Pension Consolidation: What are the advantages?

Pension Consolidation: What are the advantages?

Data released this week has revealed that over 40% of Brits have 3 or more pension pots, with almost the same percentage of people surveyed admitting they had lost track of them. 1 in 5 men in the UK have more than 5 pension pots and the same statistic applies for Londoners regardless of gender.

This in not surprising given that on average people have 6 or more jobs over their lifetime, and since the introduction of auto-enrollment they will accumulate pension benefits at each employer. So, why is this a problem?

Administration

The biggest issue is administration. Receiving multiple reports from different schemes makes it harder to keep track of how your pensions are doing. Managing the administration on one scheme is always going to be easier than having to request information from multiple administrators, who will all have different response times, and then having to submit requests for changes to all the different schemes who will most likely take different times to then implement your requests.

Drawing down from multiple pensions in retirement is also likely to mean increased admin compared to dealing with just one scheme. Receiving your pension income from different sources can be messy and make your financial accounting difficult.

On a slightly morbid note, but worth thinking about given its inevitability, is what happens after you pass away? Having inheritable pension assets in many places will make processing your estate more complicated and potentially then make that a more drawn out process than it needs to be. It is also easier to keep the beneficiaries up-to-date on one scheme to insure all your assets go where you want them to.

The most difficult administrative area will be with regards to pension allowances. Currently, individuals can contribute £40,000 a year into their pensions without attracting a tax charge. If you don’t use it, you may be able to carry over any annual allowance you didn’t use from the previous three tax years. Calculating your remaining tax-free allowance on multiple schemes, especially in the instance you need to use the carry-over from previous years, will be a complicated process.

The same issue will appear with regards to drawing down from your pension. 25% of your pension assets can be taken tax free. The other 75% that is taxable is paid to you net of tax. The scheme will automatically pay this tax on your behalf before sending you a requested withdrawal, much in the same way you receive your income from an employer net of tax. If you are drawing from multiple pensions, it is likely you will end up overpaying or underpaying. This can quickly become an administrative nightmare.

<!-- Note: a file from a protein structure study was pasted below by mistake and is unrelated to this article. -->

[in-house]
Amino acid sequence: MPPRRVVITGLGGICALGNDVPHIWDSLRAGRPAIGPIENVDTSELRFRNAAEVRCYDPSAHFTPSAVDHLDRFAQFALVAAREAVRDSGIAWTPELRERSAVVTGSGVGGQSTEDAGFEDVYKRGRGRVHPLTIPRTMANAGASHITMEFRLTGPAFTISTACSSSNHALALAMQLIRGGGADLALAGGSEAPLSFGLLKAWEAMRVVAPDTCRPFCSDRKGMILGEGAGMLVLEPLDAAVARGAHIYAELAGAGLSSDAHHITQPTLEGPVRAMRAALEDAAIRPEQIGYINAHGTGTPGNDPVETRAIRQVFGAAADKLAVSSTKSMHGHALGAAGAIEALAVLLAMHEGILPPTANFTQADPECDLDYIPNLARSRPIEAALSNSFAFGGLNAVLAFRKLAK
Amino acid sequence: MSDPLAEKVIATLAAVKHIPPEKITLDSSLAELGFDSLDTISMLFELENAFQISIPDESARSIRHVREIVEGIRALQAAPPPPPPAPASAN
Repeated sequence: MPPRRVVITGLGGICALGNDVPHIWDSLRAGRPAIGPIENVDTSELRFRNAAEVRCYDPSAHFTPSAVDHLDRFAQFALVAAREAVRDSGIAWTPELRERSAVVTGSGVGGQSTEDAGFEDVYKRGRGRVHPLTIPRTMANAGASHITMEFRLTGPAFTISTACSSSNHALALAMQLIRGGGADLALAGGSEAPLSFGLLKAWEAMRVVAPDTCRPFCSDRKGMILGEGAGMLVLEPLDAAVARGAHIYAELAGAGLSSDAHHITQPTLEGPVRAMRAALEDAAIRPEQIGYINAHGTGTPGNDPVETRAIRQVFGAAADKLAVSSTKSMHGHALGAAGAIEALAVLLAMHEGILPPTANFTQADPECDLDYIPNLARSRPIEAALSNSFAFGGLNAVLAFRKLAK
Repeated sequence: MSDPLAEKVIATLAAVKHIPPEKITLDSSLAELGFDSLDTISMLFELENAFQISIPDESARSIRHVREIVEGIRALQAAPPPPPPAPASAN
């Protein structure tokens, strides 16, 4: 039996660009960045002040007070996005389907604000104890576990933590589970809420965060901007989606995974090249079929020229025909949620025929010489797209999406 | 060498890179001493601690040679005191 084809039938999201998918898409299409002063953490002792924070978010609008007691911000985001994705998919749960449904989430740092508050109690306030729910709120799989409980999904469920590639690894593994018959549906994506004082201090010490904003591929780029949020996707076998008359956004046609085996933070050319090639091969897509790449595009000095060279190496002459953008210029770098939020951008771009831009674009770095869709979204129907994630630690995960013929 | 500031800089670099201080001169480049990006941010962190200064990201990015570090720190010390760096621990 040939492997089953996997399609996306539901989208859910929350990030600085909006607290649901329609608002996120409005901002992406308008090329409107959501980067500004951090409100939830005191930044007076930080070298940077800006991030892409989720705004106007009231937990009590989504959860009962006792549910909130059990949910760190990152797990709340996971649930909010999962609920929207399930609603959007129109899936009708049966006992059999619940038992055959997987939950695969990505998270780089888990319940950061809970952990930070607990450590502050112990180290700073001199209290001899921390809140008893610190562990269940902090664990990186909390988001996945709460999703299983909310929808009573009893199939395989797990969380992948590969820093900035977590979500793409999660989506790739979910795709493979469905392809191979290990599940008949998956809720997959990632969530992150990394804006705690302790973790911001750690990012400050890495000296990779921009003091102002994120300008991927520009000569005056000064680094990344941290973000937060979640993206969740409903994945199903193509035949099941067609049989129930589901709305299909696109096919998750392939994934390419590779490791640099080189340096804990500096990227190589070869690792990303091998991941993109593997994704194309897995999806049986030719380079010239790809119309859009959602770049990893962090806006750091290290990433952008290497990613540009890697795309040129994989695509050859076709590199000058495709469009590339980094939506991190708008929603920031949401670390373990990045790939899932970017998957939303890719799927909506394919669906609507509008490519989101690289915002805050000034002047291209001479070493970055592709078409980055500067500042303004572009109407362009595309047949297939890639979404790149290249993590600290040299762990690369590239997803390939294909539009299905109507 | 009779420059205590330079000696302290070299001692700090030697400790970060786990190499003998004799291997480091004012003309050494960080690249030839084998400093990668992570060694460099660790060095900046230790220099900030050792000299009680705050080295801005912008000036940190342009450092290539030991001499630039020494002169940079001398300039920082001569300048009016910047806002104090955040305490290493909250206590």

Multiple sets of fees

One of the issues with having multiple pension pots is that each pension scheme will have its own set of fees. Getting a clear picture of how much you are paying in fees is a lot trickier if they are different amounts across your pensions. They may also be structured differently from one scheme to another. With some schemes, for example, when the fund value of the pension goes above a certain amount, you receive a discount on your whole pension which you may not qualify for if you spread the contributions across different providers. Putting them all in one place means you will easily know exactly how much you are paying.

Control

As people get closer to retirement their risk profile changes. There can be numerous other reasons for someone’s appetite for risk to change over time. Ultimately, when this happens you need to be able to make changes to the portfolio easily in order to re-balance the investments. It is also likely that if you have different funds in different pensions, there will be an overlap in the underlying assets in those funds. This could mean you are over exposed to certain stocks or geographical regions without even realising. Performing analysis on one portfolio will result in a clearer picture of how your money is invested and can mitigate unseen risks caused by incorrectly balanced portfolios.

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Andrew Hipshon
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